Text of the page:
Saint Mary Schoelen sends us this bit of a Judicial Hanky Panky remand. All I see it doing is  teaching the BVA and the raters to be honest when passing out their thirty pieces of silver. “Honest” meaning thorough and tightening the knot on the noose better the second time.

Click here  and enter 11-2859 in the search bar then click on the blue download button in the upper left to view normally.

Michael V. Thomas, a groundpounder during the Peacetime Army from 82-86 , is appealing his denial from the BVA. This started 14 years ago in 1998. VA insists it’s taking so long because of a time difference between his RO and D.C. Well, that and all the Congressional inquiries slowing the process down these days. Mike showed some savvy even back then. He had a February 2000 nexus letter from a private doctor (Dr. Stormont, who later became a VA doctor) that was credible. It did actually ruminate on all the potential risks both during and after service. These included a few negative events as well. Apparently, this did not sufficiently impress VA so in May 2000 they brought in the the truth finder-VA examiner Dr. Rose Lehman. She carefully parsed Dr. Stormont’s “synopsis” and added her own concurrence that it was “at least as likely as not” that it was service connected. Mike was in high cotton. Here were two pair and only one card left to draw.

Two long years of inactivity went by and suddenly Dr. Stormont is now a VA Doctor. Surprise. Surprise. Surprise. And, to make it even more of a coincidence, Dr. Stormont  decided to re-examine Mikey and changed his assessment of the Mikester’s contraction of the disease. He now theorized  (October 2002) that it had to have happened in 1989, three years after Mikey got out. As an aside, I have never met any doctor wearing binoculars that was willing to go out on the shaky limb and declare a specific year-let alone a month. I suppose I could say that my doctor did it but he pointed to some mighty risky business- a GSW with transfusion followed 89 days later by HBV. Dr. Stormont took this one step further and pointed to a 1989 “illness” as the infection moment. Apparently ol’ Mikey had been up to some hanky panky with Peru’s major export and perhaps had been in high testosterone gear doing the cherchez la femmes mode about that time. Thus his risks post-service were larger in Dr. Stormont’s eyes. The good doctor also got down in the weeds and came up with the novel theory that Mike would have had to evince HCV “symptoms” within six months of exposure and he didn’t until three years later. Not it. Denied. Next?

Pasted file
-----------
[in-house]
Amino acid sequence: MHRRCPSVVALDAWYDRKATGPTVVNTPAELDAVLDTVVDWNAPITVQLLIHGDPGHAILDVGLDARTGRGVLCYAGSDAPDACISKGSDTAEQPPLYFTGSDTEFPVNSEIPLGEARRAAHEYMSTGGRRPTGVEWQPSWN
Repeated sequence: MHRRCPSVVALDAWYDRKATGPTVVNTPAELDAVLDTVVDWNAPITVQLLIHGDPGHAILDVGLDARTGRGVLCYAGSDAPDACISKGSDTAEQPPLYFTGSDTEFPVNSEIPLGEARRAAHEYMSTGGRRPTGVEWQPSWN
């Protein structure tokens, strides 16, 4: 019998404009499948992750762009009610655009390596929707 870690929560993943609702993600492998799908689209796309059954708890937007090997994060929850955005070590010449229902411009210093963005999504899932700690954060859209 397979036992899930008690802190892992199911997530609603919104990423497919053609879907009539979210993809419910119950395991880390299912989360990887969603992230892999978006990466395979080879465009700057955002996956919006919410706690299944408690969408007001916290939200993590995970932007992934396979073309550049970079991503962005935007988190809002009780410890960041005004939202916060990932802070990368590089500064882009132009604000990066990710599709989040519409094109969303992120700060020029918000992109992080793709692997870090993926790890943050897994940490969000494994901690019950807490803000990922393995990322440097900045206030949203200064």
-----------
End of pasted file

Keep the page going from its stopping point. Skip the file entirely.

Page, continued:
Move the timeline forward another four years. Again, no activity on resolving Mikey’s claim. Another thirty pieces of silver was requisitioned from the VA Treasury and a new VA examiner was induced to play “Spin the Ouija Board”  December 2006. I guess someone noticed that they now had two dueling nexi and needed a tiebreaker. She was flummoxed and honest. If she read this right in her capacity as a gynecologist, she was unable to opine without speculating but she now had the thirty pieces of silver so she said she was inclined to go with Dr. Stormont’s prognosis. After about a year’s prodding, she came out with an “advisory” opinion that coalesced the vagueness into a firm denial logic.-as if to prove Time heals all nexus defects.

Mikey and the Beach Boys finally arrived up at the Court in August 2009. A Joint Motion for Remand (JMR) to find out exactly how many risks and which were greater than others was requested.  This is where it becomes humorously tragic. VA, in their haste to assassinate Mikey,  jumped the gun big time. They ran back to the Treasury for more silver and grabbed a new proctologist to opine. Three months later (December 2009)the BVA put it in the AMC Pony Express pouch and sent it out.

In December 2009, the Board remanded the appellant’s claim for the RO to provide a medical examination opining “whether it is more likely, less likely, or at least as likely as not that the Veteran’s hepatitis C arose during service or is related to a risk factor occurring during service versus pre- or post-service risk factors.”

Seems pretty simple. List ’em and assign a risk percentage of each one. Add ’em up. Make a decision based on this. Here we get into that “construe” problem all VARO personnel seem afflicted with. They just had to read more into it. I’m sure the actual IMO went back and forth like a Badminton shuttlecock until it landed on the right side of the net. Too bad they didn’t follow the instructions. What followed was predictable.

Eight (8) (octo) (huit) (batt) months later in August 2009, the requested “re-re-re-reexamination” was completed. HCV, it was now concluded, always manifested in 2-26 weeks and it was apparent Mikey’s major risk factor in 1989 was IV drug abuse.  Just to be sure, VA doubled down again with another IMO to be safe.  This was IMO number eight. And VA wonders why they have a backlog…

An additional March 2011 medical opinion was commissioned by the Board.  Here, the examiner concluded that “[w]ithout further evidence for a common identifiable source and/or strong risk factors for hepatitis C . . . during service, it is less likely that the hepatitis C arose during  service.”  The examiner further stated that “the most likely source for [the hepatitis C] is the reported [IV] drug use following service” with an “odds ratio” of “49.6.” Thomas v. Shinseki  2011